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Thursday, May 26, 2022

LTC Properties to Diversify as Pandemic Recedes

For Wendy Simpson, chief executive of LTC Properties Inc., the biggest takeaway from the coronavirus pandemic has been the resiliency of the real estate industry.

LTC is a real estate investment trust, or REIT in Westlake Village with senior housing, assisted living and skilled nursing properties in 27 states.

In comments made in April to discuss first-quarter earnings, Simpson said she was proud of her team and the operators of the senior housing and health care facilities.  “We have built something to last,” Simpson said. “And while we were tested over this last year and continue to be tested, our work culture of treating operators as partners, and maintaining a solid balance sheet will serve us well as we continue to find creative ways to enhance our portfolio, diversify our investments and serve as a growth partner of choice.”For the quarter ending March 31, the company reported net income of $13.9 million (35 cents a share) compared to net income of $63.7 million ($1.60) in the same period a year earlier. Revenue dropped by 13 percent to $40.3 million.

Funds from operation, or FFO, a measurement used by real estate investments trusts to better gauge their finances, was $24.3 million (62 cents a share) in the first quarter, compared to $29.2 million (74 cents) in the same period a year earlier.

The company’s share price has gone up by about 9 percent in the past 52 weeks through June 22. Shares closed at $38.39 on June 30.

Jordan Sadler, a managing director at KeyBanc Capital Markets Inc. in New York, wrote in a research note on LTC that the company’s tenants were feeling pressure from COVID-19 in the first quarter that made it difficult to pay rent. About 87 percent of rent was collected during the January through March period.While some tenants have been bolstered by government assistance, others have failed to pay rent and have asked for and received rent relief, Sadler wrote.“These conditions have created interim turbulence in LTC’s rental income and FFO, though much should normalize in the coming quarters, as COVID-19 conditions recede and occupancies rebound from trough levels,” Sadler said in his note.

Simpson was optimistic in her comments during the conference call about occupancies rebounding.

“With the high percentages of vaccinations administered to the senior population, skilled nursing centers and assisted living memory care communities should begin welcoming new patients and residents at increasing frequencies from the lower levels that we’ve seen over the last 12 months,” she said.Acquisition pipelineIn his note, Sadler said that KeyBanc had reduced its 2021 and 2022 FFO per share estimates by 20 cents and 6 cents to $2.62 and $2.89, respectively. The reductions reflect the FFO miss in the first quarter and rent abatements for the second quarter of this year that will total about $2.2 million.“We suspect that most of the disruption may be transitory,” Sadler wrote in the note from May 4. “Rent abatements provided to operators should ease, as these operators regain lost occupancies if COVID-19 related hospitalizations and deaths recede in the coming quarters.” Pam Kessler, co-president and chief financial officer at LTC, said during the conference call that the company had provided during the first quarter $1.1 million in rent deferrals and $600,000 in rent abatements. For April, the company provided rent deferrals totaling $367,000 and rent abatements of $319,000.“We also have agreed to provide rent deferrals and abatements of up to $800,000 for each of May and June 2021,” Kessler said.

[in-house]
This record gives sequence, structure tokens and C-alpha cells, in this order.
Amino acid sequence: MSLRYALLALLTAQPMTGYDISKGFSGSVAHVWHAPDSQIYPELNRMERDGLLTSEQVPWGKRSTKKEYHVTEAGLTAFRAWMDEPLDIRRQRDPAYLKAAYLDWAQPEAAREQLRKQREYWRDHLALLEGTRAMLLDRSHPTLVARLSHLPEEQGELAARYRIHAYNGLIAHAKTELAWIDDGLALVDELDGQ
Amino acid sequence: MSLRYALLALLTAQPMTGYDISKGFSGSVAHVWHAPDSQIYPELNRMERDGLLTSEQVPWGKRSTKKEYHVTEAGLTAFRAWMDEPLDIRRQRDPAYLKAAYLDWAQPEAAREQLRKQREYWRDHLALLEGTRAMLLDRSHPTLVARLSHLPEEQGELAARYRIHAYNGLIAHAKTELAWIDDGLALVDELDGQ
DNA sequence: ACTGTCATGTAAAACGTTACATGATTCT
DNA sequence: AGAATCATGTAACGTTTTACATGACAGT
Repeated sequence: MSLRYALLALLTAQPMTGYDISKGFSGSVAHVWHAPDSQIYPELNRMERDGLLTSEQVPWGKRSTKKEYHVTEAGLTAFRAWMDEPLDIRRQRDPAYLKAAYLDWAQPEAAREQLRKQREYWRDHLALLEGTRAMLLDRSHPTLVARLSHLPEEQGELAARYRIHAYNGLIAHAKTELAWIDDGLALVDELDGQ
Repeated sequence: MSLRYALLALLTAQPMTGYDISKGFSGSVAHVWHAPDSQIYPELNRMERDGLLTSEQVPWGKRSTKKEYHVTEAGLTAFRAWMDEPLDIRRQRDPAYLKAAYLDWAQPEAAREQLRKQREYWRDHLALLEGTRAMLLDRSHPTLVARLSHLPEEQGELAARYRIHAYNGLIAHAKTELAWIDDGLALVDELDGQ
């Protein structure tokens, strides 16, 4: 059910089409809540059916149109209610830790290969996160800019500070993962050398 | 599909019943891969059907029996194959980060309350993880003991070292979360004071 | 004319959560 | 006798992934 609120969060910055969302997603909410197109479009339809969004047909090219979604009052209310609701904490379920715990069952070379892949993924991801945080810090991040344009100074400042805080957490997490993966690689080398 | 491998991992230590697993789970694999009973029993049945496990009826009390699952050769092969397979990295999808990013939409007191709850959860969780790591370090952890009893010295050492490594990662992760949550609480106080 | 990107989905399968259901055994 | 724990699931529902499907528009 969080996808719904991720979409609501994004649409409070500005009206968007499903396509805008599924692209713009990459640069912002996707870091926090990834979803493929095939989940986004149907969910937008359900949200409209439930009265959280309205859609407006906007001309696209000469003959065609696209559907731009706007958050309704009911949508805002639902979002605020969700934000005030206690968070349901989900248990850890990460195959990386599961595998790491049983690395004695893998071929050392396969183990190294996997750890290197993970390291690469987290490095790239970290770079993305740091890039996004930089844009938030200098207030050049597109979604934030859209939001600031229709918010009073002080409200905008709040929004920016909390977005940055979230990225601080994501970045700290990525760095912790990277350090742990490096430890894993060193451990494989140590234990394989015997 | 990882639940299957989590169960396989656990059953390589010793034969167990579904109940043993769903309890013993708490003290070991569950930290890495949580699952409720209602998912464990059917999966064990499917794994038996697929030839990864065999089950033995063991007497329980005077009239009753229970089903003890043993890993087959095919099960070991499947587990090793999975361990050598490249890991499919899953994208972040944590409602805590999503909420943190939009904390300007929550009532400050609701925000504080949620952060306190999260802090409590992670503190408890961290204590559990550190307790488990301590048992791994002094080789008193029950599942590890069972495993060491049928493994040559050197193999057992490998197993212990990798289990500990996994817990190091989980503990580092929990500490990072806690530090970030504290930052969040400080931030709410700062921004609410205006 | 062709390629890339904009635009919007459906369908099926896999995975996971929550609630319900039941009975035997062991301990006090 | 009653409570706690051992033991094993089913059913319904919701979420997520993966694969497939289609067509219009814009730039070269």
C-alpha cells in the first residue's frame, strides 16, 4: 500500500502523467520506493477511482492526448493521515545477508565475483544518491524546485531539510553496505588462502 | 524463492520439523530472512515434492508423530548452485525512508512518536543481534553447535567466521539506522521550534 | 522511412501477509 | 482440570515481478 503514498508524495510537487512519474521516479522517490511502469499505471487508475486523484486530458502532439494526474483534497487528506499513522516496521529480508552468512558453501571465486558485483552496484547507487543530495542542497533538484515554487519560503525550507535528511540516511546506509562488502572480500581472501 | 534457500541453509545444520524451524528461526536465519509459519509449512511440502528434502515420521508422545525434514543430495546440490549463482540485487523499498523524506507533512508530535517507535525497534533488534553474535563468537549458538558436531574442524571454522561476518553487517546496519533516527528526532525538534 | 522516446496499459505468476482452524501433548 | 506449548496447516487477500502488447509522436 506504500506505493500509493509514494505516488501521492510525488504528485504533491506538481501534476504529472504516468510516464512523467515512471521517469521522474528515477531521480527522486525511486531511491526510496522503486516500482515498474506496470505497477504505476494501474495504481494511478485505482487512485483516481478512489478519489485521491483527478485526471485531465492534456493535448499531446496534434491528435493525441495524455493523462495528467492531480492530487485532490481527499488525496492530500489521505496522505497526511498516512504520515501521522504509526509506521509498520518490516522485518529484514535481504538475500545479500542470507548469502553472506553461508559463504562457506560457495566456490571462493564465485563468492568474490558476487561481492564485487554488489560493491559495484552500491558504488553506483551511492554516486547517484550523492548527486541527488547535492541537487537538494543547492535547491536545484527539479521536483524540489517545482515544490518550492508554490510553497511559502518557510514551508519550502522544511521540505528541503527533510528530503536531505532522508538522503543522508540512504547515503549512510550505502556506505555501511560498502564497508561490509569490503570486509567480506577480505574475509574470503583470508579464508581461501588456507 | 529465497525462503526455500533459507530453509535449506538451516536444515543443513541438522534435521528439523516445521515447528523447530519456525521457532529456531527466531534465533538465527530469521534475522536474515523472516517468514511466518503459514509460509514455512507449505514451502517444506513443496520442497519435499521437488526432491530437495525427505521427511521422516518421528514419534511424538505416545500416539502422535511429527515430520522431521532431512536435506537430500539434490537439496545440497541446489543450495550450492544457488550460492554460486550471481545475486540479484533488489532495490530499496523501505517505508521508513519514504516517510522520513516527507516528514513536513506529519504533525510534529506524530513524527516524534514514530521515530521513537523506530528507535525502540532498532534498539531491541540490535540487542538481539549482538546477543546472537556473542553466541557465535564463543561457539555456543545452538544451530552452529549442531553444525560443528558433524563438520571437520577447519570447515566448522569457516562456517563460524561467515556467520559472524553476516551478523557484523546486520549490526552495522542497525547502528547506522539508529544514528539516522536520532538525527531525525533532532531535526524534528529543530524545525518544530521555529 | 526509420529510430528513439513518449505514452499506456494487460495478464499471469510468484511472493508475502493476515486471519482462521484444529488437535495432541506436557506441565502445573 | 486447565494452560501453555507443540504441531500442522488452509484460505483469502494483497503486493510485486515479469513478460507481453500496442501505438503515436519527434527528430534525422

Clint Malin, co-president and chief investment officer, addressed future growth during the call.

He said that the company’s acquisition pipeline was more active than it had been in some time and that it had been making an increasing number of bids on properties.

“But we can’t provide specificity, with respect to when these deals or what kind of deals will be closed, as the market has not yet returned to normal and sales cycles have been elongated,” Malin said.

He was confident the company would close deals at the right price for the right return and use its liquidity to provide regional operators with the growth capital they need.“For now, we are focusing on smaller investments with what we believe to be a better risk-reward profile,” Malin added, “including mezzanine loans and preferred equity financing, several of which we have completed throughout the course of the pandemic.”

Mark Madler
Mark Madler
Mark R. Madler covers aviation & aerospace, manufacturing, technology, automotive & transportation, media & entertainment and the Antelope Valley. He joined the company in February 2006. Madler previously worked as a reporter for the Burbank Leader. Before that, he was a reporter for the City News Bureau of Chicago and several daily newspapers in the suburban Chicago area. He has a bachelor’s of science degree in journalism from the University of Illinois, Urbana-Champaign.

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